If you ask anyone who the biggest band of all time in Barbados is, they would undoubtedly say – The Merrymen.
This Calypso band – The Merrymen – took the world by storm in the 1960’s – a time when the music scene was exploding with the rise of the Beatles, The Beach Boys and The Doors.
The Merrymen started in Barbados as a four-man band playing what they knew best – traditional Barbadian Calypso. Calypso began as a form of communicating political views and news in Trinidad and became favorite music in the 1950’s when songs like The Banana Boat song ‘Day-O,’ were taking the world by storm. ‘Day-O,’ for instance, written by a fellow Barbadian, Irving Burgie, became the first full-length record to ever sell more than a million copies.
The Merrymen formed their band in 1962 and started playing gigs in Barbados at The Driftwood Inn in St Lawrence Gap, in schools, and at charity gigs. Robin Hunte, tenor guitar and electric mandolin, Stephen Fields, guitar and vocals, and Emile Straker, lead vocalist, guitar and steel pan, started a trio and then Chris Gibbs, Bass Guitar, joined a few months later.
Their music became extremely popular locally in Barbados, and so they decided to make some records. Hunte managed a record department, so they were able to produce the records themselves. One of their songs – “Big Bamboo‘ became a chart-topper in every Caribbean territory as well as a number one hit in Holland, Germany, and Belgium.
“That song changed our lives!” (Hunte)
Following the success of their albums, they started to tour the Caribbean islands and pulled in an appreciative crowd wherever they went.
On the back of their success with “Big Bamboo,” the Merrymen decided to push the boat out and looked for a way to tour the UK. They found a festival that no-one from Barbados was being sent to and so they contacted The Barbados Tourist Authority who gave them the contacts they needed to organize the trip and helped them book three big UK gigs – The Commonwealth Festival, The Royal Festival Hall, and Trafalgar Square.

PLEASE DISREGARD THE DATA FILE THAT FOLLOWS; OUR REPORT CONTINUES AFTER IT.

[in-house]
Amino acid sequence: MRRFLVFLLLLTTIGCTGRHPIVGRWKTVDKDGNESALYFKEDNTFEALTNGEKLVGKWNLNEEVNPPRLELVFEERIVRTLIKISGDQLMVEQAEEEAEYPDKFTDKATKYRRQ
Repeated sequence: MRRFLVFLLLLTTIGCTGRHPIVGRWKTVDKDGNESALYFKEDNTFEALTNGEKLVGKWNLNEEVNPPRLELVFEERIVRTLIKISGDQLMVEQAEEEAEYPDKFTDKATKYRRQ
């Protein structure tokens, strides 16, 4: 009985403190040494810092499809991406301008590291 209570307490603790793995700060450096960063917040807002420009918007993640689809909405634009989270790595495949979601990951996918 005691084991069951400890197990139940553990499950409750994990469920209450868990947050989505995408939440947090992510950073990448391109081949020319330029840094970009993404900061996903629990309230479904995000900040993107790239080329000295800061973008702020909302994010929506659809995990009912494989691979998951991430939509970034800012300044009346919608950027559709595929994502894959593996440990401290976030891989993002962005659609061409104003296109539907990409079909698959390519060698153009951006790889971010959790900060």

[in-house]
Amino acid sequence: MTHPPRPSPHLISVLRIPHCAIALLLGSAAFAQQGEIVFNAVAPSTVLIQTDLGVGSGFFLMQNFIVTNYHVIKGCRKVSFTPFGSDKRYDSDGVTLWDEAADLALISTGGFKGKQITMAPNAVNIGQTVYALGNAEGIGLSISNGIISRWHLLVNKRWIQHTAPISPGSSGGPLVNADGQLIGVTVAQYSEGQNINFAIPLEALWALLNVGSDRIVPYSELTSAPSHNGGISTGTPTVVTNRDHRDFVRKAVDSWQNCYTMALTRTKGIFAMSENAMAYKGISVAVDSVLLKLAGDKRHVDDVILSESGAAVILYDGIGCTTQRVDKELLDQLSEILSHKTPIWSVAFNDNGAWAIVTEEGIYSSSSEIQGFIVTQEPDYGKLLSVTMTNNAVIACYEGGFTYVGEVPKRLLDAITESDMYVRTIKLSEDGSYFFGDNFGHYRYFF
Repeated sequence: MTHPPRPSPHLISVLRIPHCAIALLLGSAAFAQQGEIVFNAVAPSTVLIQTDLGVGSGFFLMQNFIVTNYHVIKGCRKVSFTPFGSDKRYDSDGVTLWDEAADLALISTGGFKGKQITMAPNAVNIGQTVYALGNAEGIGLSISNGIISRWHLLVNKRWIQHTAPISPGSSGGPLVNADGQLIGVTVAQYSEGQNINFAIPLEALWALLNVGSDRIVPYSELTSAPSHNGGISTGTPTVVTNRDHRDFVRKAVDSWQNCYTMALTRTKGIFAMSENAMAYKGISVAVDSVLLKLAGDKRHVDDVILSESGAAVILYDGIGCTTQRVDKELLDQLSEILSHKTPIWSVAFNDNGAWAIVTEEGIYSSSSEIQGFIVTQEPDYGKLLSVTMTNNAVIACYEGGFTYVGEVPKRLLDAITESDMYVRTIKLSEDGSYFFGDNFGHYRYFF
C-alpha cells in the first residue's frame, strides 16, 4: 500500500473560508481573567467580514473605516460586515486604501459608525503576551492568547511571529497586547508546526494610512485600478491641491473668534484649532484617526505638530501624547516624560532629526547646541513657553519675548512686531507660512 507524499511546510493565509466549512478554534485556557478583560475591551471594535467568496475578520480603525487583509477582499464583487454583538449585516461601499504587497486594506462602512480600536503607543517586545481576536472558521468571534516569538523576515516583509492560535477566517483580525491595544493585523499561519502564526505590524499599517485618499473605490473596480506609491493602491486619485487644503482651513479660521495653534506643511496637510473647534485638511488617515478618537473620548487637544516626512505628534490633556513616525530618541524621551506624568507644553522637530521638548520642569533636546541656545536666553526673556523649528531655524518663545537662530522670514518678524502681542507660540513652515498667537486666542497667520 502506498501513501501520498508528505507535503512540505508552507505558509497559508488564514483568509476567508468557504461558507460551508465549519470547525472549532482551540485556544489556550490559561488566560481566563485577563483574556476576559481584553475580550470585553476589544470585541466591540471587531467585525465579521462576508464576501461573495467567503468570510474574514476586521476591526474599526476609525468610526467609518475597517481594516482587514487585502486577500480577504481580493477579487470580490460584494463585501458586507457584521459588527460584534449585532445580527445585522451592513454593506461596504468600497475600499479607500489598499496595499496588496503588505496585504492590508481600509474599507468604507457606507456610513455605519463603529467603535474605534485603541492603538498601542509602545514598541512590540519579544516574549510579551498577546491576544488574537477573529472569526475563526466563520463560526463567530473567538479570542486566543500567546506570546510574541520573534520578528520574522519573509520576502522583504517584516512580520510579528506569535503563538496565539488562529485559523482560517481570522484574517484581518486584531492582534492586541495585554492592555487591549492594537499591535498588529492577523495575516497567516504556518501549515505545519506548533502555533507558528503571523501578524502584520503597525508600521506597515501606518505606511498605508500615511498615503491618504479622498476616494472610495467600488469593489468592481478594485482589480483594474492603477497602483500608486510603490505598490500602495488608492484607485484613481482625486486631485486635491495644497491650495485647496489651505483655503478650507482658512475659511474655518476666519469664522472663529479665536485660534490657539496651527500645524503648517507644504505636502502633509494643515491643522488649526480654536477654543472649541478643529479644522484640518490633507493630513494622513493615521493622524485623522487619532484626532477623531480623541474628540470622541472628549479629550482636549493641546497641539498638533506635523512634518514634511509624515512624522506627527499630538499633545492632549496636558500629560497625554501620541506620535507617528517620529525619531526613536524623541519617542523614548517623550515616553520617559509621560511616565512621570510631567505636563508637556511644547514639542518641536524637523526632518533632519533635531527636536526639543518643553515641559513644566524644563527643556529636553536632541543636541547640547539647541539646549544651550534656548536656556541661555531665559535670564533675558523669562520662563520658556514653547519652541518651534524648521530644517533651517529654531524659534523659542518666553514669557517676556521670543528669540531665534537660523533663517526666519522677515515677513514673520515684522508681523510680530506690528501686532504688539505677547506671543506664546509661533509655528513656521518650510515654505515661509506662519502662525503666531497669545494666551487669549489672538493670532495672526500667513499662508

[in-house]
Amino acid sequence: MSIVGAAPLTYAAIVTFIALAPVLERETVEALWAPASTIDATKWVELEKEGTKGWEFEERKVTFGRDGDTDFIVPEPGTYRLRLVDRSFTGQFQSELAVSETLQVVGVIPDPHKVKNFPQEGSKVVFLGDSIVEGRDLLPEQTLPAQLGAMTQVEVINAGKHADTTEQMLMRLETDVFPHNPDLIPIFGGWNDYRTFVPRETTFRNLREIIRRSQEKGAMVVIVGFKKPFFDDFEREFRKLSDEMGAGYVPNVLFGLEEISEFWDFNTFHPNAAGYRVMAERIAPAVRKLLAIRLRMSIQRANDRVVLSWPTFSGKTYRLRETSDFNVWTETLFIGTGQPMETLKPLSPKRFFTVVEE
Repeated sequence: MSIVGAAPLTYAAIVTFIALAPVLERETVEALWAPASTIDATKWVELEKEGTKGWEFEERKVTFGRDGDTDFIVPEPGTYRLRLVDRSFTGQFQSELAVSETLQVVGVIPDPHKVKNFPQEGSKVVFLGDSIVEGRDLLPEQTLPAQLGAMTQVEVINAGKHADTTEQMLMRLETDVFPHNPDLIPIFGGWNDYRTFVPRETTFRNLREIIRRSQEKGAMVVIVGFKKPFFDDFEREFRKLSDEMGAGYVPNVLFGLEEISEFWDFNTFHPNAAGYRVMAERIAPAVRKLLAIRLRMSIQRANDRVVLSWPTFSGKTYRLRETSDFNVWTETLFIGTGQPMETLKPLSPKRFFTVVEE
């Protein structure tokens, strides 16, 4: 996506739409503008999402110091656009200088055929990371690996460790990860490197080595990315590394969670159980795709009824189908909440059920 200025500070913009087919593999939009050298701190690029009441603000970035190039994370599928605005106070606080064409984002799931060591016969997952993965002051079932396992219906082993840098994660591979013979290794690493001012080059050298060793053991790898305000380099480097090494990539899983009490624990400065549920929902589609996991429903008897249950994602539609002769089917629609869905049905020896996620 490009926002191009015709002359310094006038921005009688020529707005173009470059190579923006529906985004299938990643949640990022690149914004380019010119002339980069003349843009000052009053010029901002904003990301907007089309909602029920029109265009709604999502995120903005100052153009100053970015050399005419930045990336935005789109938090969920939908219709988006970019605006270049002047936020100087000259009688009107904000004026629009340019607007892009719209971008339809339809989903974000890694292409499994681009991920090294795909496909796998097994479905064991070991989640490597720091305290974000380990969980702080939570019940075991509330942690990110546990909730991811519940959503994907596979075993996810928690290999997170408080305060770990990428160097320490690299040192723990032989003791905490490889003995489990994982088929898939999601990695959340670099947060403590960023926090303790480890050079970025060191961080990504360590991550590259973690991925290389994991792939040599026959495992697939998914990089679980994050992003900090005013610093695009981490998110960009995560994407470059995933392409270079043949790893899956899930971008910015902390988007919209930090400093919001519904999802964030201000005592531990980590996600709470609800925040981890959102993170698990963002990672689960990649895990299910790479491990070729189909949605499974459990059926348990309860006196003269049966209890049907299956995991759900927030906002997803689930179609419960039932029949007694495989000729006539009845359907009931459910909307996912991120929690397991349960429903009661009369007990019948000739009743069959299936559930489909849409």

Amongst the adoring crowd at Trafalgar Square were two well-known producers in the recording industry. These producers contacted them afterward, and this was when their international recording began.
They were booked for the eighteen-week summer show at The Opera House in Blackpool and also to do important T.V. shows with stars such as Tom Jones, Dusty Springfield, Ken Dodd and Kathy Kirby.
“We started to play big gigs in the UK with many popular artists, and it just mushroomed from there.” (Straker, lead vocalist)
This was the big break that they needed and it soon led to EMI, one of the music industry’s most significant labels, who also signed The Beatles, to start producing their music. With the backing of EMI, they spread their Calypso across the UK.
“The start in England was exhilarating because at the time the British music scene was exploding with new genres and artists. Carnaby Street was electric, and we were at the forefront alongside artists like The Beatles, Dusty Springfield, and The Doors – we were the pioneers!” (Straker, Lead vocalist)
After their success in England, The Merrymen decided to expand their worldwide reach. In 1967 they did a tour in Canada, and it was a huge success.
In Canada, they played at large venues such as The Ontario Place Forum, Massey Hall, O’Keefe Centre and the SkyDome with equal success to England. They were asked to return to England, but having now got the taste of the international lifestyle, they didn’t want to be based solely in the UK. However, they did make one trip back to play at The Royal Albert Hall!